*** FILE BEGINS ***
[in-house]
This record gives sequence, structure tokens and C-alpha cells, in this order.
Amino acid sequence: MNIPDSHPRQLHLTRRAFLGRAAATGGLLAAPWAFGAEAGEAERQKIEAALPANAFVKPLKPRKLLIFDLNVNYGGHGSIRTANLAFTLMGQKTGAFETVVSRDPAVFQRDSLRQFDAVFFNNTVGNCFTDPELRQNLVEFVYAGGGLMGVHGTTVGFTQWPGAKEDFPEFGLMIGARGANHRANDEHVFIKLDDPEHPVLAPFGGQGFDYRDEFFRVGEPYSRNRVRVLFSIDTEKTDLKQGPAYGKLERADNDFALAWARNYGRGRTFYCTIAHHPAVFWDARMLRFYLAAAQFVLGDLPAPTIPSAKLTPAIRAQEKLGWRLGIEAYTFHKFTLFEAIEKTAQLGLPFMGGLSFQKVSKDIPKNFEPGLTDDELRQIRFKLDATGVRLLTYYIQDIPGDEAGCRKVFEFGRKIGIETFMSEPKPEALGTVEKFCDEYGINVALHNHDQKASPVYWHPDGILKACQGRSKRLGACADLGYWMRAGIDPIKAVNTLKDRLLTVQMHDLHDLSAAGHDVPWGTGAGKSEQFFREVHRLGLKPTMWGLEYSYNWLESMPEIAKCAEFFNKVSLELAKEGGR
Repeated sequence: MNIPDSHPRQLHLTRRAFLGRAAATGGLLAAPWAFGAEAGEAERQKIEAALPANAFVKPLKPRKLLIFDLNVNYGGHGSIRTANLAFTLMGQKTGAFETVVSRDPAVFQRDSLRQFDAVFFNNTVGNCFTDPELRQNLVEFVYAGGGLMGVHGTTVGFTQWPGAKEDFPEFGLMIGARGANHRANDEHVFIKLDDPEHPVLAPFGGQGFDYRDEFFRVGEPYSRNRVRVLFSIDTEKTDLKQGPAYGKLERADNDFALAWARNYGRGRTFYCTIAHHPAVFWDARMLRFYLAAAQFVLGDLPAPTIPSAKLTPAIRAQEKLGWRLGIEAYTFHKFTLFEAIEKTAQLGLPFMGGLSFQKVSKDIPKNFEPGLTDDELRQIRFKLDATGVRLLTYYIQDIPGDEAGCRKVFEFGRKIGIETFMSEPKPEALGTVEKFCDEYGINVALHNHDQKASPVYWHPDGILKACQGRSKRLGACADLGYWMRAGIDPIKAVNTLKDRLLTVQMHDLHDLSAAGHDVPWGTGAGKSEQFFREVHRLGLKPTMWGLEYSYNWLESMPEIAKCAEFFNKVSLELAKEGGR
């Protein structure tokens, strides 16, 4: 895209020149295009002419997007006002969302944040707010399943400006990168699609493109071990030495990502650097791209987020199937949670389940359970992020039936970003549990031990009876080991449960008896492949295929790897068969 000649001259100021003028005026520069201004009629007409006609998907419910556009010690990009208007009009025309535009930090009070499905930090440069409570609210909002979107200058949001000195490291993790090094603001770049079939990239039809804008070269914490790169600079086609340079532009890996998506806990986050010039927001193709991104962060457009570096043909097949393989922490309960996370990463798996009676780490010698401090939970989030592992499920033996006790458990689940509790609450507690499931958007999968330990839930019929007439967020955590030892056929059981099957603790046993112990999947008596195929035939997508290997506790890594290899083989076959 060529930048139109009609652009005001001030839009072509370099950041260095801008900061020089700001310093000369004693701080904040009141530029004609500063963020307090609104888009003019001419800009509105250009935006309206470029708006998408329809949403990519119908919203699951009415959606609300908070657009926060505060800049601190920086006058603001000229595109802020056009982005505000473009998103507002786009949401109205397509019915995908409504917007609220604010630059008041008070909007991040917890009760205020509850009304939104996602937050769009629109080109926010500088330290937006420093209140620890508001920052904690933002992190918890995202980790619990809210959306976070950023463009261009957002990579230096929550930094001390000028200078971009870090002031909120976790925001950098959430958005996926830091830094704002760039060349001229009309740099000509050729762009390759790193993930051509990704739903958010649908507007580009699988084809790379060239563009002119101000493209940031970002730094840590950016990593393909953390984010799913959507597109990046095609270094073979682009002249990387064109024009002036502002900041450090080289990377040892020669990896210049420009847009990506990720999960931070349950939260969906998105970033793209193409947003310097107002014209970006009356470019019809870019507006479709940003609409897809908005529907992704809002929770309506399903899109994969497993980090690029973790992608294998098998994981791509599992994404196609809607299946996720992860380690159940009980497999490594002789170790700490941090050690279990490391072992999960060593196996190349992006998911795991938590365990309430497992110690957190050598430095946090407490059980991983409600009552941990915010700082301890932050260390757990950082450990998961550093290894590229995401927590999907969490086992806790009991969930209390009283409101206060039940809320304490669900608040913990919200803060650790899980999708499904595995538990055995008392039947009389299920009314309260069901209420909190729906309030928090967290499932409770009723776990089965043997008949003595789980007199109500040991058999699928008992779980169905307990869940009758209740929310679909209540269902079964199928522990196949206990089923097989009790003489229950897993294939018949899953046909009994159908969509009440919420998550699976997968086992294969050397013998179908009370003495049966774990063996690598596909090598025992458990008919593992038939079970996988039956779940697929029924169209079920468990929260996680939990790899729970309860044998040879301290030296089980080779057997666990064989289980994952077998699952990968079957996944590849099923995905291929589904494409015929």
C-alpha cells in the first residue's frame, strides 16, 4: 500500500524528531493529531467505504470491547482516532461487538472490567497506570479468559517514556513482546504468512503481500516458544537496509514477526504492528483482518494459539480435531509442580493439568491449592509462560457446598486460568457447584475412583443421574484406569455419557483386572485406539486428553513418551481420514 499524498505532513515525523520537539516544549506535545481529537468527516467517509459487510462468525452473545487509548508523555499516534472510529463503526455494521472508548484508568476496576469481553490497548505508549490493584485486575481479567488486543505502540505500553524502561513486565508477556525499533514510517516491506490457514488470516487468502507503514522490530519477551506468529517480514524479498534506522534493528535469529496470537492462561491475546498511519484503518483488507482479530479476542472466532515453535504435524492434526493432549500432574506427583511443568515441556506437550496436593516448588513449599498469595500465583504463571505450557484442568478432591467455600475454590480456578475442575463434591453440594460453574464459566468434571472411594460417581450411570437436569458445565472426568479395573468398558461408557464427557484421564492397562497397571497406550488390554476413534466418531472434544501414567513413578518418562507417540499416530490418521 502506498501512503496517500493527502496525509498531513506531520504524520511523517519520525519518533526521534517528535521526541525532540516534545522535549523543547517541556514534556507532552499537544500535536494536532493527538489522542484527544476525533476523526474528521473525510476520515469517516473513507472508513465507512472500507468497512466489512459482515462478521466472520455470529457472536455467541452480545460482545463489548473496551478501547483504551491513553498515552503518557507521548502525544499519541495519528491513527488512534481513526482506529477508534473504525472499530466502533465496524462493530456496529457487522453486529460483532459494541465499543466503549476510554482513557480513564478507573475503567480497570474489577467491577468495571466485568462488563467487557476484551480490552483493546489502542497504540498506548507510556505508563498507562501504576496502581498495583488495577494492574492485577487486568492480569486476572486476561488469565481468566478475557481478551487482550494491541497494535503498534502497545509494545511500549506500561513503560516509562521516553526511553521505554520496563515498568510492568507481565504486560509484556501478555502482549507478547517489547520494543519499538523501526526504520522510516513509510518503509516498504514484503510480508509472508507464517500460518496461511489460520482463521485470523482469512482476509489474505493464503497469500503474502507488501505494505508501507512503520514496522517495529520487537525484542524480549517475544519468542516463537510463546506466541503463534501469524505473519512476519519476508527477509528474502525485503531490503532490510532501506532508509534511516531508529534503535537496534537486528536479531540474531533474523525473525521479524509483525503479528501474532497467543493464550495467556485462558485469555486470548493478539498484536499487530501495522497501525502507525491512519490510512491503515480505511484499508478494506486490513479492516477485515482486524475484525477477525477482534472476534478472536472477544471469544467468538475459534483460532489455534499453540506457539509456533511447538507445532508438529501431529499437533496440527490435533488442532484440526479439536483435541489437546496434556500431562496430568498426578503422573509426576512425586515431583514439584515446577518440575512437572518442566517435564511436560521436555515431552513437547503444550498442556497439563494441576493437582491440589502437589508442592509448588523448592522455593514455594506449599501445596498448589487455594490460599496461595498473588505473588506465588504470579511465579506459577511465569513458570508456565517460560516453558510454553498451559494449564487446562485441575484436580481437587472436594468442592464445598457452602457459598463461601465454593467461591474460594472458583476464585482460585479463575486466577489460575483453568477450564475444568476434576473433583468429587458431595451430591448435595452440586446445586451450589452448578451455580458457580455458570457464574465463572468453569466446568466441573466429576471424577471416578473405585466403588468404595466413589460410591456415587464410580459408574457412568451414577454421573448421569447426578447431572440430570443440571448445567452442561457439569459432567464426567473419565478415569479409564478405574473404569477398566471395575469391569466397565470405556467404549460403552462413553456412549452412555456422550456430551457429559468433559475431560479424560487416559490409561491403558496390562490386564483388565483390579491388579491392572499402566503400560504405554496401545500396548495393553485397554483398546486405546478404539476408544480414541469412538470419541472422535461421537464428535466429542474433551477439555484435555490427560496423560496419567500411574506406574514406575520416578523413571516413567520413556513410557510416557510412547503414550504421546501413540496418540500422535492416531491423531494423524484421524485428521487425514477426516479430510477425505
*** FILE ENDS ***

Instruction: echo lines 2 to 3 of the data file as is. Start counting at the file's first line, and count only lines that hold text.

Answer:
This record gives sequence, structure tokens and C-alpha cells, in this order.
Amino acid sequence: MNIPDSHPRQLHLTRRAFLGRAAATGGLLAAPWAFGAEAGEAERQKIEAALPANAFVKPLKPRKLLIFDLNVNYGGHGSIRTANLAFTLMGQKTGAFETVVSRDPAVFQRDSLRQFDAVFFNNTVGNCFTDPELRQNLVEFVYAGGGLMGVHGTTVGFTQWPGAKEDFPEFGLMIGARGANHRANDEHVFIKLDDPEHPVLAPFGGQGFDYRDEFFRVGEPYSRNRVRVLFSIDTEKTDLKQGPAYGKLERADNDFALAWARNYGRGRTFYCTIAHHPAVFWDARMLRFYLAAAQFVLGDLPAPTIPSAKLTPAIRAQEKLGWRLGIEAYTFHKFTLFEAIEKTAQLGLPFMGGLSFQKVSKDIPKNFEPGLTDDELRQIRFKLDATGVRLLTYYIQDIPGDEAGCRKVFEFGRKIGIETFMSEPKPEALGTVEKFCDEYGINVALHNHDQKASPVYWHPDGILKACQGRSKRLGACADLGYWMRAGIDPIKAVNTLKDRLLTVQMHDLHDLSAAGHDVPWGTGAGKSEQFFREVHRLGLKPTMWGLEYSYNWLESMPEIAKCAEFFNKVSLELAKEGGR